On 9 April, we sailed from Zamboanga to participate in an invasion of the Philippine Island of Jolo, returning the next day. The invasion was accomplished without firing a shot, and we returned the next day. During 14-16 April, the 42 made its return trip to Leyte.

On 9 May, we proceeded from Leyte to participate in another Mindanao site at the mouth of Cagayan River. On 10 May, the invasion was made with no opposition, and on 11 May, the 42 ran aground while patrolling the beaches. With the help of two LCMs and another LCS, we were freed from the sand bar after five hours. The two days later, we fouled one of our screws on a reef. On 19 May, we sailed, limping on one screw, from Mindanao to Leyte, arriving 20 May, and going into dry dock on 23 May.

On 2 June, the LCS 42 sailed three days ahead of the invading Task Force with mine sweepers to prepare for the invasion of Borneo. The sweeping began on 7 June. One fleet mine sweeper was lost in this operation, but in all, about 25 mines were destroyed. The invasion of Borneo began at 0930, 10 June. By 18 June, the 42 had the destruction of 100 mines to its credit.

Early on the morning of 18 June, Rear Admiral Forrest B. Royal, USN, Commander Amphibious Group Six, was found dead in his cabin. He had died sometime during the midwatch from a heart attack.

On 1 July, the 42 sailed from Borneo to Luzon, arriving at Subic Bay on 5 July, and then sailed to Manila on 20 July for liberty, arriving the next day. The ship returned to Subic Bay on 23 July and began training with troops for the invasion of Japan.

Then the war ended when Japan surrendered on 15 August, 1945.

On 30 August, the 42 sailed for Okinawa, but engine trouble, in conjunction with hearing of a typhoon dictated a return to Subic Bay, arriving on 3 September with a broken crankshaft. Then on 14 September, with a new engine, the 42 sailed for Okinawa again, arriving 19 September. Then on 24 September, the 42 sailed for Korea, arriving four days later in a port, then sailing on 1 October for Pusan, Korea, arriving 3 October. With LCS 48, we escorted some Jap destroyers from Chinkai to Pusan.

On 6 October, the 42 escorted some LSTs into the harbor of Pusan, spotted a mine and blew it up.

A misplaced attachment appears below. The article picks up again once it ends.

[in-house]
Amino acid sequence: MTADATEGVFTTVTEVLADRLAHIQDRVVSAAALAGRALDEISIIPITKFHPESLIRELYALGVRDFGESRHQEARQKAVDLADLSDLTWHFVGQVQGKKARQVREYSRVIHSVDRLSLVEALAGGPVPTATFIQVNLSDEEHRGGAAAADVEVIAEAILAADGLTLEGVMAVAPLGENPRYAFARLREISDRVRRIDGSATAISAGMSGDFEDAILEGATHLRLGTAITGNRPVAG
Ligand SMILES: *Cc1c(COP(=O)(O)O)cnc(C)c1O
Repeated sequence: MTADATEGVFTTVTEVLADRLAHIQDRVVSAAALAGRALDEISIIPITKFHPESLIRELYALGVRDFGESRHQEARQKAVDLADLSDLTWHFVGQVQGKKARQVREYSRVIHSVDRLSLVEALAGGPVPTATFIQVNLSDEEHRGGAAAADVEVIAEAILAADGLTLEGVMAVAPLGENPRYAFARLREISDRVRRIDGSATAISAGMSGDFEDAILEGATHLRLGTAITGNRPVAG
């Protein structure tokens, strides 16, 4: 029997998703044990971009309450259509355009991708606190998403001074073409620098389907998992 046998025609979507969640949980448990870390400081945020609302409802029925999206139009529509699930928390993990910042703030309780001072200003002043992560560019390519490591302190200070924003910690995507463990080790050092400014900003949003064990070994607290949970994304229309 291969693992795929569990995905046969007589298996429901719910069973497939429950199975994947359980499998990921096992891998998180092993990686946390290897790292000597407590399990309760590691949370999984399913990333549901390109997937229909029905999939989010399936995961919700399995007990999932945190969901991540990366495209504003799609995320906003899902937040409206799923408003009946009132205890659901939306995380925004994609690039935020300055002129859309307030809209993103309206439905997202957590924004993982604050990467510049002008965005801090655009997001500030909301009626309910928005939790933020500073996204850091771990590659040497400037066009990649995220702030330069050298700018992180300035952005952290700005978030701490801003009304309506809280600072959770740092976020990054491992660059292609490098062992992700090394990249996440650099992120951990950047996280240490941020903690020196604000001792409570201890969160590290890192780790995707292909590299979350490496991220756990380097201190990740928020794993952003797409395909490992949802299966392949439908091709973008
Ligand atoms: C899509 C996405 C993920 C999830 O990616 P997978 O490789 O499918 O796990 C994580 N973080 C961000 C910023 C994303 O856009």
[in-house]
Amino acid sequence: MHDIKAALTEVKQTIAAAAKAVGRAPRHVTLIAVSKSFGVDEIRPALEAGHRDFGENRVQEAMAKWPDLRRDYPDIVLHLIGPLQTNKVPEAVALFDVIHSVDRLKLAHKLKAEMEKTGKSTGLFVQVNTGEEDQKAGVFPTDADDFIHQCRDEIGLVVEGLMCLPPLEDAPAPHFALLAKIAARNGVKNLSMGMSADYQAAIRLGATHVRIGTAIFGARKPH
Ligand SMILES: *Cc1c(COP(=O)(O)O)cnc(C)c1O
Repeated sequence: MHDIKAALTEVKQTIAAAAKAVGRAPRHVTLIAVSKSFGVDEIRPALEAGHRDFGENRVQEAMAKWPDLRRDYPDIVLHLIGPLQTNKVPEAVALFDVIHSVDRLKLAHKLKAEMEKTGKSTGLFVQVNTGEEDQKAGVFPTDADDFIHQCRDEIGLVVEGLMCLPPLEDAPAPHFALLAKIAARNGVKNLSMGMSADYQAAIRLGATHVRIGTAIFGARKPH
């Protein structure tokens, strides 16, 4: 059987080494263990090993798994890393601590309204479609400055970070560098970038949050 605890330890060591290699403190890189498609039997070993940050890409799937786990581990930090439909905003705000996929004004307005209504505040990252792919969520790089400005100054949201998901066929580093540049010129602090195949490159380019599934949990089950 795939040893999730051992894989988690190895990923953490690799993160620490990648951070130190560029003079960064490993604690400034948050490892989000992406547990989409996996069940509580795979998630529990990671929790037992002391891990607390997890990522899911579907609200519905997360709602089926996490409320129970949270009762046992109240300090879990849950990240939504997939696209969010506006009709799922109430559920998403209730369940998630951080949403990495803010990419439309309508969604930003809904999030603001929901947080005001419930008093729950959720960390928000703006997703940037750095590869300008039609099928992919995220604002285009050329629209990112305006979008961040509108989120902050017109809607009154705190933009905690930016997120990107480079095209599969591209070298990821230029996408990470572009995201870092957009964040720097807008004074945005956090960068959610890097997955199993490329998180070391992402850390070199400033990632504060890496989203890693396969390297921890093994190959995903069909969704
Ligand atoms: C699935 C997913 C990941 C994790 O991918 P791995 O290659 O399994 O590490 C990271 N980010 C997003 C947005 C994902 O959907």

On 11 October, the 42 sailed to Chinkai, the largest Jap naval base in Korea, where there were about 7000 Japs who had not been totally disarmed. There were but a few hundred U. S. Army and Navy people in the area. On 15 October, the 42 sailed to Bazan, about ten miles by sea. The purpose of visiting these ports seemed to be simply to make a show of our presence and to aid the small cadre of about 120 U. S. Army troops in keeping order (riots, murders, etc.) among civilians. On 17 October, the 42 took those Koreans who were injured in a train wreck back to Chinhae, and the next day, the ship took the worst of the injured to Pusan for further medical aid. On 20 October, the 42 towed a Korean junk - manned by Jap Navy personnel - to Chinkai. The 42 did other escorting and mine clearing work in the area as well during the next several days, including a 29 October liberty party trip for sailors from the destroyer USS Hubbard (DD 748) from Pusan to Bazan and back.

From 1 November to 10 December, we were busy in a variety of ways, going to and from China and Korea for a wide variety of reasons, some military, some not: ferrying liberty parties of various sorts, getting minor repairs, patrolling areas, sweeping for mines, etc.

On 10 December, the 42 received orders to go to Okinawa, and it did, arriving three days later. On 15 December, it left Okinawa and sailed home, stopping off at Saipan, Eniwetok, and Pearl Harbor, arriving in San Francisco on February 5, 1946. It was eventually decommissioned and sold to Martin B. Dahl, Seattle, WA, on 7 October 1947.